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At the bottom of each post there is the word "comments". If you click on it you will see comments made by followers, and if you follow the instructions you may also comment and I always welcome that. I have found many people overlook this part of the blog which is often more interesting than the original post!

My blog nick-name is SIR HUGH. I'm not from the aristocracy - my middle name is Hugh which relates to the list of 282 hills in Scotland compiled by Sir Hugh Munro in 1891. I climbed my last one (Sgurr Mor) on 28th June 2009


Thursday, 19 September 2019

Angles Way - Day 4

Thursday 19th September 2019. Mendham to Bungay - 13 miles

Another breakfast at 7:00 so bit chilly at the start of walking but still only wearing a shirt on top.

The terrain has become more undulating and it is strange when one has been walking on the level for two days the slightest rise is felt out of allproprtio.

Where the Way leaves the road out of Mendsm the OS  1:50 is not precise enough and I trogged across a ploughed field and back again before finding the exit from the road. I should have known because all such points have been well marked so far.

There were many crop field edges but paths were still good. The fields are I me see and often growing turnips. Who needs all those turnips. I wondered how many it would risk to fill an "Olympic sized swimming pool" a vague means of volume measurement often used by lazy writers. Anyway how do you calculate its volume? They usually have sloping bottoms, often shelved. You would need. volume based trigonometry and those dreadful tables with minute print we used st school - the likliehood of error  reading and transferring the long numbers was enough to cause failure in O Levrl maths as was the case with me. I bet not one in s million has had recourse to using those tables since leaving school.Then I wondered if you could get all the turnips in one field in particular into one of those pools snd came to the conclusion "no." I wonder what effect Brexit will have on the turnip market, and as another aside the contractors who install Olympic sized swimming pools?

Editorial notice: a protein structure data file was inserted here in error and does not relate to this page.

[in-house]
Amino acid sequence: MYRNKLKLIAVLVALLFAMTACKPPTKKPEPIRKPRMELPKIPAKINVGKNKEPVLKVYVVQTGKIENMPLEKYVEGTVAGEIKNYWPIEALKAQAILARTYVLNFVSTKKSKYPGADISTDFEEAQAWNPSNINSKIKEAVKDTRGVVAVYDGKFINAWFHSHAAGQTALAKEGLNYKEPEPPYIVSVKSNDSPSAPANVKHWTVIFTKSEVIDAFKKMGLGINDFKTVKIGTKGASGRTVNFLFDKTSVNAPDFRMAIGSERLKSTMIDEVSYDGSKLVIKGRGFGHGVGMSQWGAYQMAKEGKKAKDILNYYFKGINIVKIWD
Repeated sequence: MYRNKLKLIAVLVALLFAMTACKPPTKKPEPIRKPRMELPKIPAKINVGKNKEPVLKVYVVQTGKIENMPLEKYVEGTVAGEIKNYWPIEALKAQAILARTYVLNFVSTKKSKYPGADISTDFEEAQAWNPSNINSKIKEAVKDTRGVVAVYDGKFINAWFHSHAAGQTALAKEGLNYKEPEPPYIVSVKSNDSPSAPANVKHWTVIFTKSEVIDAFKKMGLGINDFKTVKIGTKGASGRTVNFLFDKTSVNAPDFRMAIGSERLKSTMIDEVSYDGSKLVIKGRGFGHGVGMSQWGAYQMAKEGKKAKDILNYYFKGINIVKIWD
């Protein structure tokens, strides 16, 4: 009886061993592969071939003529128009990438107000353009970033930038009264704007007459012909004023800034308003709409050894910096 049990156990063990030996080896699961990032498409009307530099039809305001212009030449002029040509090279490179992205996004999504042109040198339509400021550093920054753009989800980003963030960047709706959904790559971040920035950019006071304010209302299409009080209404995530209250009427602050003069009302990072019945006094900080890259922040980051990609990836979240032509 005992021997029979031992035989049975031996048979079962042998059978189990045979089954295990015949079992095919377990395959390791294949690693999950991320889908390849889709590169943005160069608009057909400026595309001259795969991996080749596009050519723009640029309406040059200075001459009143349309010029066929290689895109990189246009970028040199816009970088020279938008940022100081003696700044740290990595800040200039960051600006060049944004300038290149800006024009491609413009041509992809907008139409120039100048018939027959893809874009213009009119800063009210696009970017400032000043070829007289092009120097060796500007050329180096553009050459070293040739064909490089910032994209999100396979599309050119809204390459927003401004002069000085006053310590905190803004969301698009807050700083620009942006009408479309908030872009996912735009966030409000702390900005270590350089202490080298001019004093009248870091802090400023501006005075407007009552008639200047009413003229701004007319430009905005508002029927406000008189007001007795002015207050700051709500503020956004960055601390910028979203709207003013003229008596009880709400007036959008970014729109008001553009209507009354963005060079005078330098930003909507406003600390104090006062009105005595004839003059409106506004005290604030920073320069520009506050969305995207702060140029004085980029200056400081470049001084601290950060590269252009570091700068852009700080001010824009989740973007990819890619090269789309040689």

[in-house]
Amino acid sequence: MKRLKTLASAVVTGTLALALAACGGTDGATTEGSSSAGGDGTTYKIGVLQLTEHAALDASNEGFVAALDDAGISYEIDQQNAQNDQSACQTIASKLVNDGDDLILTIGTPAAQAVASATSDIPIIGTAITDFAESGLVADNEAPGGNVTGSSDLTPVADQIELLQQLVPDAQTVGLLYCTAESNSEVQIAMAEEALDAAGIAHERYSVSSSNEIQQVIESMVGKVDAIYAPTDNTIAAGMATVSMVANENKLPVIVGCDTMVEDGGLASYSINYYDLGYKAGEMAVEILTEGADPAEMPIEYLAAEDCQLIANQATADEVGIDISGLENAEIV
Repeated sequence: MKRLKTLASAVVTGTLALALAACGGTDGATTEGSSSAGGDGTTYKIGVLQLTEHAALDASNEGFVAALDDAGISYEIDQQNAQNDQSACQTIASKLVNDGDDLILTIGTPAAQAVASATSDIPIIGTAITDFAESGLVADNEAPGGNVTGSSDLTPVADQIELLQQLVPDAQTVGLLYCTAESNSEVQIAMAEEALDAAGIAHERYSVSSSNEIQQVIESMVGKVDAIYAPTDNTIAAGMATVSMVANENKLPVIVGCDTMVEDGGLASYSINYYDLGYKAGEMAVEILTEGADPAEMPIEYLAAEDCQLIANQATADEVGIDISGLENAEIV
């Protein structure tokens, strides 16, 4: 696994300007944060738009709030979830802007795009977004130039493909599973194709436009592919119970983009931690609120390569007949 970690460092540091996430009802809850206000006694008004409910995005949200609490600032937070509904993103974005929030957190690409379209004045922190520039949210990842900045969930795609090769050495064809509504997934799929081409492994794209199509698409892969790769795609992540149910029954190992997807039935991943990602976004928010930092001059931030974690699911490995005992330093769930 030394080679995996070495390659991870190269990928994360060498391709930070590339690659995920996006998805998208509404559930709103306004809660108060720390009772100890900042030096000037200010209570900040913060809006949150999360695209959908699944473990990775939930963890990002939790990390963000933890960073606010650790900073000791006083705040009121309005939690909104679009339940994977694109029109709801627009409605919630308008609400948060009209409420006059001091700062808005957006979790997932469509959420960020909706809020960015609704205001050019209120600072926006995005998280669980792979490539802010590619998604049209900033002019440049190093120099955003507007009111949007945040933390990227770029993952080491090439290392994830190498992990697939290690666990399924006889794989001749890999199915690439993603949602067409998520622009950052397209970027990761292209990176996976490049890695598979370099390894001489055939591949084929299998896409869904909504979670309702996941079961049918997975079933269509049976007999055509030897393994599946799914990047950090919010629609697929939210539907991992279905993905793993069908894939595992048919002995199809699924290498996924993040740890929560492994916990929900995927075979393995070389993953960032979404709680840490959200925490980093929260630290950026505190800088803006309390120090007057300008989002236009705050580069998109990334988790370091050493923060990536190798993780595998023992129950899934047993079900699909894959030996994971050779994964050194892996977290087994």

Towards the end of the day's walk the Way lead across flat fields for quarter of a mile  passing through four new galvanised footpath gates with new footpath signs attached leading to a double bridge arrangement over two unfordsble rivers. The bridges were boarded up with a notice from Norfolk CC saying unsafe. I climbed round onto the first one but the second was broken in half lying in the water and totally beyond any gung ho intentions I may have had. Why on earth didn't they put up a notice earlier? I had to retrace my steps and find a private road through a farm to get onto the main road snd walk the long way round into Bungay.

I was early snd found a café. They had one fruit scone left and only served tea in mugs. I had the last scone - I think it had been the last of a batch made a few days ago. I could hardly bite through the outer crust. After eating part of it I surreptitiously wrapped the rest in a paper serviette and put it in my rucksack.

I am now very comfortable, st great expense, in The Castle Hotrl at Bungay. I took s photo and now see that it was previously called the Whit Lion - I wonder what the poor old lion did to become  disinherited?

I have now found I can't scroll back to the top so earlier typos will have to remain now I'm going to brave trying some photos. One will show a grassy path through fields which characterised quite a bit of the walking.


  1. It has taken me over an hour to type that then I can’t scroll back to correct the many typos. I am wary of trying to sort it in case I loose a whole hour’s work.

  2. What a fantastic string of thoughts triggered by a field of turnips!